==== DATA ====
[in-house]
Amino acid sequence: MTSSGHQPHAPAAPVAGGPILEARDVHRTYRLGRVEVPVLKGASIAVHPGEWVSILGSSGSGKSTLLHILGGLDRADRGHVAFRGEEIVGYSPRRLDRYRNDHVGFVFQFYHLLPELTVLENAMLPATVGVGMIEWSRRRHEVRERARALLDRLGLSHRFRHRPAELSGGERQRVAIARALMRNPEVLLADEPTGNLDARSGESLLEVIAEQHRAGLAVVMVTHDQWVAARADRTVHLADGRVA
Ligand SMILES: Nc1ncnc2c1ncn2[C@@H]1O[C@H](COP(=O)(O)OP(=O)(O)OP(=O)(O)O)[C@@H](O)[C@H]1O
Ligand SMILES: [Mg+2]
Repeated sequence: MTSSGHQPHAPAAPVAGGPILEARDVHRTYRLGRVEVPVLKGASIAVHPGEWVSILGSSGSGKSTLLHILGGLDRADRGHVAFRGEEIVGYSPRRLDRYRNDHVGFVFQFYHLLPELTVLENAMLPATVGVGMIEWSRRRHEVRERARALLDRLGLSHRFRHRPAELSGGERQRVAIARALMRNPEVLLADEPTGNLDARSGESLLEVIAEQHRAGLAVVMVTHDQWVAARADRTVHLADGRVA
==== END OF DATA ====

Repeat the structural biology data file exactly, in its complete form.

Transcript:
[in-house]
Amino acid sequence: MTSSGHQPHAPAAPVAGGPILEARDVHRTYRLGRVEVPVLKGASIAVHPGEWVSILGSSGSGKSTLLHILGGLDRADRGHVAFRGEEIVGYSPRRLDRYRNDHVGFVFQFYHLLPELTVLENAMLPATVGVGMIEWSRRRHEVRERARALLDRLGLSHRFRHRPAELSGGERQRVAIARALMRNPEVLLADEPTGNLDARSGESLLEVIAEQHRAGLAVVMVTHDQWVAARADRTVHLADGRVA
Ligand SMILES: Nc1ncnc2c1ncn2[C@@H]1O[C@H](COP(=O)(O)OP(=O)(O)OP(=O)(O)O)[C@@H](O)[C@H]1O
Ligand SMILES: [Mg+2]
Repeated sequence: MTSSGHQPHAPAAPVAGGPILEARDVHRTYRLGRVEVPVLKGASIAVHPGEWVSILGSSGSGKSTLLHILGGLDRADRGHVAFRGEEIVGYSPRRLDRYRNDHVGFVFQFYHLLPELTVLENAMLPATVGVGMIEWSRRRHEVRERARALLDRLGLSHRFRHRPAELSGGERQRVAIARALMRNPEVLLADEPTGNLDARSGESLLEVIAEQHRAGLAVVMVTHDQWVAARADRTVHLADGRVA